It's that time of year again . . .
This week Southampton Town Supervisor Anna Throne-Holst presented the 2014 tentative budget, proposing to freeze the town tax levy for the fourth year in a row.
"After navigating the worst economic downturn experienced in decades, weathering three major storms in Irene, Sandy and Nemo, and working to correct years of fiscal mismanagement, I am extremely proud to say the Town's financial health has been restored, and to offer residents a fourth consecutive budget that is responsible, intelligent, and holds the line on Town taxes," she said.
The proposed tentative budget absorbs more than $2 million in increased fixed costs caused by increasing pension and health care costs, to name a few. It also removes two funded, yet vacant, positions: civil engineer and deputy assessor. Four new positions are included in the proposed tentative budget: heavy equipment operator, two maintenance mechanics, and a groundskeeper.
A two percent raise for non-union employees exclusive of elected officials and appointed boards was also included as was minor promotions and adjustments for key staff in several divisions.
"Four years ago I committed to restoring the Town's fiscal health and achieving better value for tax dollars by re-organizing government to run more efficiently," Throne-Holst said. "And I have done just that."
Last year, the town finished with a surplus of $3.9 million across its five major operating funds (general, police district, town outside village, highway and public safety communications), according to a press release Monday afternoon.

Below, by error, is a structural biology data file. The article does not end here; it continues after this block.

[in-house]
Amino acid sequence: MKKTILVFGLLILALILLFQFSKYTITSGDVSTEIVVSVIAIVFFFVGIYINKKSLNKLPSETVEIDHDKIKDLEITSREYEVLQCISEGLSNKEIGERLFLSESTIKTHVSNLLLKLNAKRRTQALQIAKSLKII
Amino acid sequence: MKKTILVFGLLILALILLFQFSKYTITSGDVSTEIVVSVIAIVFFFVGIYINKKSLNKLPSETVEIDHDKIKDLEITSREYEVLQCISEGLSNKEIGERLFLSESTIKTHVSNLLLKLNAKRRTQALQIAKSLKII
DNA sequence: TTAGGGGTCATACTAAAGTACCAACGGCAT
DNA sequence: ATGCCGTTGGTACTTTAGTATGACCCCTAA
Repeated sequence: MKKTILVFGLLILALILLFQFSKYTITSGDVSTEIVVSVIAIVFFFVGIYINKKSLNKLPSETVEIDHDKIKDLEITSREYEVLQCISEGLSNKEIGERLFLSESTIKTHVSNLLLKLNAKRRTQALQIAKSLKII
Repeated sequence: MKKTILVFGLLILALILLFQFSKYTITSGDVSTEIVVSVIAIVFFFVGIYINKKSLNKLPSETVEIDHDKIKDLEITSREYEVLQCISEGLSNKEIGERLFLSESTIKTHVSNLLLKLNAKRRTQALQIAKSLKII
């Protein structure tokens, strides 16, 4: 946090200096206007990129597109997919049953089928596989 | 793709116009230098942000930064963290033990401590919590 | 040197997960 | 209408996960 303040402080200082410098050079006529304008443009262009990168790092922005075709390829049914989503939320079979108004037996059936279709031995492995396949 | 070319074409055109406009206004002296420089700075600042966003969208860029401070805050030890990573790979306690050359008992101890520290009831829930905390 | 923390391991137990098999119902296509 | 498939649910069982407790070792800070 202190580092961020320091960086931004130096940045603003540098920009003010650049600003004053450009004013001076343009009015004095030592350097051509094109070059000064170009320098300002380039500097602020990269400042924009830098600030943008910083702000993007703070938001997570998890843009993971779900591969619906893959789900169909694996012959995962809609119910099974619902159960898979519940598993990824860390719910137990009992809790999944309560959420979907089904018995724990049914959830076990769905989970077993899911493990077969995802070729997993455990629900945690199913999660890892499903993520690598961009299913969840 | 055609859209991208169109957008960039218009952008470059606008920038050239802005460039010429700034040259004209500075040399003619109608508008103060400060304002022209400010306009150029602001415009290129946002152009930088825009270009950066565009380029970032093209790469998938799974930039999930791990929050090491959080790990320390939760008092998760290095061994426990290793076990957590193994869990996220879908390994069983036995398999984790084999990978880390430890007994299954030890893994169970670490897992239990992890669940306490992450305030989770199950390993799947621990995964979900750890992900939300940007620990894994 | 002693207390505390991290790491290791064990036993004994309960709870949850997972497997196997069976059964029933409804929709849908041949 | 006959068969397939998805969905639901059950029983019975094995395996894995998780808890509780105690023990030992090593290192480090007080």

Residents can expect to pay $239.10 in town taxes for a home valued at $600,000. Debt service appropriations would be reduced as a result of effective refunding, amounting to a savings of $192,000 in 2014 and continued restricted borrowing savings of $575,000. Also, the town's outstanding debt dips from its all time high of $73 million in 2009 and is projected to decrease 30 percent by 2016.
In June, Standard & Poor upgraded Southampton's credit rating from AA to AA+, stating, "In our view Southampton has substantially stabilized and rebalanced its financial position since 2009. Officials have also implemented several reforms to manage the town's finances, including codifying its fund balance policy into law; centralizing purchasing; new budget and purchasing software; adopting a capital spending cap; two-year budgeting; and revising the town code for capital budgeting. We believe these reforms should allow the town to maintain a higher degree of control over its expenditures, which should lead to more stable finances."
Throne-Holst said her proposed budget and the current financial condition prepares the town for any number of challenges that may lie ahead.
"This is the end of my second term as supervisor," she said, "and regardless of what happens on Election Day I am confident the Town is in excellent shape and on a financially sustainable course."